Critics of the administration recently pointed out that over 180,000 families will be displaced in Metro Manila should the NLEX-SLEX Connector Road Project and the North-South Commuter Railway (NSCR) Project push through. This claim is fictitious, inaccurate, and misleading.
For example, based on the census and tagging conducted by the National Housing Authority, the government agency mandated to relocate and resettle Informal Settler Families (ISFs) affected by the construction of national infrastructure projects, the estimated number of likely affected ISFs in the NLEX – SLEX Connector Road Project is only 1700.
When completed, the NLEX-SLEX Connector Project, an 8-km expressway from C3 Road in Caloocan City to PUP in Sta. Mesa, Manila, to the common alignment of Skyway Stage 3, will reduce travel time between SLEX and NLEX from 2 hours to only 20 minutes.
Moreover, according to the Department of Transportation (DOTr), what critics appear to lump together as the NSCR Project consists of four different projects, namely: PNR Clark 1 (38-km, Tutuban-Malolos), PNR Clark 2 (51-km, Malolos-Clark), PNR Calamba (56-km, Manila-Calamba), and PNR Bicol (653-km, Manila-Matnog; Batangas).
Currently, the Philippines only has 76.9 kilometers of operational railways. The government targets to build and lay the groundwork for approximately 1,900 kilometers of railways by 2022 and beyond, which will benefit around 4.5 million passengers per day.
In a joint statment, Department of Public Works and Highways and DOTr noted that ISF affected by the NSCR projects are not confined to 38 barangays in Manila, but are rather spread across Region III (Central Luzon), National Capital Region, Region IV-A (Calabarzon), and Region V (Bicol).
It is also stressed that contrary to the figure presented by certain critics, the estimated number of likely affected ISFs is 344 for PNR Clark 1; 1,173 for PNR Clark 2; 11,384 for PNR Calamba; and 1,700 for the NLEX-SLEX Connector Project. For PNR Bicol, the previous estimate of 79,531 ISFs will be greatly reduced because of the DOTr and PNR’s approach of exploring re-alignments to avoid displacement of persons, to minimize conflict with road traffic and structures, and to straighten curves to achieve faster operating speeds.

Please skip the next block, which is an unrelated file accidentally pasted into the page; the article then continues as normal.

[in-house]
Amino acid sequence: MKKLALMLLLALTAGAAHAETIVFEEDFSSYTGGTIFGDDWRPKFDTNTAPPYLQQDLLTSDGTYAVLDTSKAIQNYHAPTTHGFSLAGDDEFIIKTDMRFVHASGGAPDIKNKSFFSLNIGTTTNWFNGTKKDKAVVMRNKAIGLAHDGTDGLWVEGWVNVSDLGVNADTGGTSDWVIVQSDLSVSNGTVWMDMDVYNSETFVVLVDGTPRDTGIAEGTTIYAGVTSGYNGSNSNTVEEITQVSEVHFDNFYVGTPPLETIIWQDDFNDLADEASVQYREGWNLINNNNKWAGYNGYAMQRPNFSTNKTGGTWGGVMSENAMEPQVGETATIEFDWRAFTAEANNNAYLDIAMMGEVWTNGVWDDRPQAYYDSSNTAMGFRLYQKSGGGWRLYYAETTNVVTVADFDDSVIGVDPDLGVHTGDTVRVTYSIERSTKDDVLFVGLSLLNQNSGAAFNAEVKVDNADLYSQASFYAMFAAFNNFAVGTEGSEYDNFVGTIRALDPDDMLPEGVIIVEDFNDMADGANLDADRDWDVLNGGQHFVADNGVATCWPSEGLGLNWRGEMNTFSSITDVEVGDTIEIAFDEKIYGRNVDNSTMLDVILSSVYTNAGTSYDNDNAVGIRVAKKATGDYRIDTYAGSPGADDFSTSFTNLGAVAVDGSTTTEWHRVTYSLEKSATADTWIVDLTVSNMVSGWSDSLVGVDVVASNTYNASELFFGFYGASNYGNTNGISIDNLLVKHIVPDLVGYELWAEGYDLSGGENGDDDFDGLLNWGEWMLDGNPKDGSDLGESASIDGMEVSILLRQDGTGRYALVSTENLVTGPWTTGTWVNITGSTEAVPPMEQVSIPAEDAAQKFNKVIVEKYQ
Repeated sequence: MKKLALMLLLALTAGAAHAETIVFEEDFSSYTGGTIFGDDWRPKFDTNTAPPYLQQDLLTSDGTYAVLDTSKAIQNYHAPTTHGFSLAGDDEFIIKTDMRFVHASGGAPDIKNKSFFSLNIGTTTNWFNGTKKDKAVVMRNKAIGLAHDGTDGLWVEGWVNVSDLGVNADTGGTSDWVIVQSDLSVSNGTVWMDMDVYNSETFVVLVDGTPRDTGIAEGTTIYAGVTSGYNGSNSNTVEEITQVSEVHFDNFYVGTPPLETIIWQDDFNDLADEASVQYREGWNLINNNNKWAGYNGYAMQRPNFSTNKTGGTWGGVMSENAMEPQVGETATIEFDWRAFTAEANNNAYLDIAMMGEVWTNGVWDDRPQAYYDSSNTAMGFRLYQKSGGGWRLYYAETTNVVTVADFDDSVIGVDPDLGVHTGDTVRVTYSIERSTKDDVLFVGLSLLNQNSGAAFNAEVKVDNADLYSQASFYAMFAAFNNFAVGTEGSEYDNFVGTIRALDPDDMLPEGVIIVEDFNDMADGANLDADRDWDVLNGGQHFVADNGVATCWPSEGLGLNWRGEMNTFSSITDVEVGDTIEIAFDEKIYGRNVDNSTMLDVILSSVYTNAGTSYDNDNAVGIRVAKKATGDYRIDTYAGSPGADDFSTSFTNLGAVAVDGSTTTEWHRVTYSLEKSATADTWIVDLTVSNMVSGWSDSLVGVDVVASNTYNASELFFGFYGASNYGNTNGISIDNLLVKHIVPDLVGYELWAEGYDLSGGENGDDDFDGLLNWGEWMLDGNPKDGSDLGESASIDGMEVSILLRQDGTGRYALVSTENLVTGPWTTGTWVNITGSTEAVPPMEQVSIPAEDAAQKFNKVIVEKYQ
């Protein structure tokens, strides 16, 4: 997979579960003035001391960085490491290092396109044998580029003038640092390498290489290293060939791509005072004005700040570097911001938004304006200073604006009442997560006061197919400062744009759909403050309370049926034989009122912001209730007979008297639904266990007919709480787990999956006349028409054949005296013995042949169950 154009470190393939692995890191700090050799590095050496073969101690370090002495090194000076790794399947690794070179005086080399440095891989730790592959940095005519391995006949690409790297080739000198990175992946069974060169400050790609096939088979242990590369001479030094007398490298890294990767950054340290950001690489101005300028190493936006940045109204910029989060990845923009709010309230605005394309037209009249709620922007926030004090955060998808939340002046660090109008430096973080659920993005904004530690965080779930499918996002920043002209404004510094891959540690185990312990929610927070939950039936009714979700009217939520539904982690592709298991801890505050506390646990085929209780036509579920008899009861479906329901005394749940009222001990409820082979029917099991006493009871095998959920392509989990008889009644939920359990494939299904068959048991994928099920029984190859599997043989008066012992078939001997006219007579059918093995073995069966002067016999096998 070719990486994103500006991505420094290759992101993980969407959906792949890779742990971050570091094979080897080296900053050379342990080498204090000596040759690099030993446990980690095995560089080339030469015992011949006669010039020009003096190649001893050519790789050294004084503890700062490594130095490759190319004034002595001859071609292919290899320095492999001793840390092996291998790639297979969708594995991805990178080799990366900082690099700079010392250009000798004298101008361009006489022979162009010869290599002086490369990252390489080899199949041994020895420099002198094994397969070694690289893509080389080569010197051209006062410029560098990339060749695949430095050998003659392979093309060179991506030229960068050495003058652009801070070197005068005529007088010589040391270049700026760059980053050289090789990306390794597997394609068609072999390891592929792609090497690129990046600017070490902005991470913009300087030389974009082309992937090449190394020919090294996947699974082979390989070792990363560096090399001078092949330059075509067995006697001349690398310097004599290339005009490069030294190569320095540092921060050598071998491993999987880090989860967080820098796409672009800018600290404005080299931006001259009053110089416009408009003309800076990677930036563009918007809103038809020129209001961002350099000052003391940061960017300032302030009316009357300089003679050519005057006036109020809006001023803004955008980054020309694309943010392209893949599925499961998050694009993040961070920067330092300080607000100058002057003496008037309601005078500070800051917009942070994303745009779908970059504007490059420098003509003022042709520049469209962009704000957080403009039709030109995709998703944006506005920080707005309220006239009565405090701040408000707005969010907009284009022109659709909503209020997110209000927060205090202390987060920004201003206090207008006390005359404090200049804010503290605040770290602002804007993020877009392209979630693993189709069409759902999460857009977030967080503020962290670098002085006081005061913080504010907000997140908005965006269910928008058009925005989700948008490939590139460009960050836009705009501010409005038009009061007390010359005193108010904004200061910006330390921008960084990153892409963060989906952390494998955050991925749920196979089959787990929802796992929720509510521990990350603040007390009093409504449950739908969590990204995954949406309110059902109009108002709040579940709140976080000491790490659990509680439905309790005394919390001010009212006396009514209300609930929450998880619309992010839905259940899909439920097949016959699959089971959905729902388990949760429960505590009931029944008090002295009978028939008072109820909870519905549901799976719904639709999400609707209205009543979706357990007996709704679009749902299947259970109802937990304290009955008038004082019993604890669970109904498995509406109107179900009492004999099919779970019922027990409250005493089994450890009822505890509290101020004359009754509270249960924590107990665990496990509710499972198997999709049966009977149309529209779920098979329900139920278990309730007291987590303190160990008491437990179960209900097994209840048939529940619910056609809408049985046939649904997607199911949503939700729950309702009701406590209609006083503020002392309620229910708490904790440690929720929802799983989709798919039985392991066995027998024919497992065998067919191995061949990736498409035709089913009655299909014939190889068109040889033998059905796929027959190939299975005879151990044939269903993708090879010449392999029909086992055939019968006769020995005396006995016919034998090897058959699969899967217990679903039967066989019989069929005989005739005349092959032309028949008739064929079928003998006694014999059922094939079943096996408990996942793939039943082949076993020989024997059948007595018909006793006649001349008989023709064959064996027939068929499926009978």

Even assuming the number of affected ISFs for PNR Bicol is not reduced (which it will), the total number of affected ISFs at 94,132 across four regions is far apart from the estimation provided.
Further, all four phases of the NSCR Project are separately financed by the Asian Development Bank (ADB), the Japan International Cooperation Agency (JICA), and China.
As with other ADB and JICA financed projects, borrower countries such as the Philippines are required to ensure compliance not just with all applicable local laws and regulations on land acquisition and resettlement, but also with the ADB’s Safeguard Policy Statement and JICA’s Guidelines for Social Considerations. This means that part of project preparation and implementation is a comprehensive evaluation of the project’s potential social impact, and the implementation of measures that will ensure that affected persons are left “no worse off,” as required under ADB and JICA Social Safeguards.
It bears repeating that these projects are long overdue, and are ultimately meant to alleviate the decades-long suffering of thousands of Filipino commuters in Luzon. Moreover, these projects are poised to economically transform the regions, ferrying in commerce, and increasing incomes faster than before.
The DOTr and the DPWH, under the Duterte administration, remain steadfast in its goal of giving a better life for all Filipinos, and will not be diverted by criticisms anchored on false and misleading data.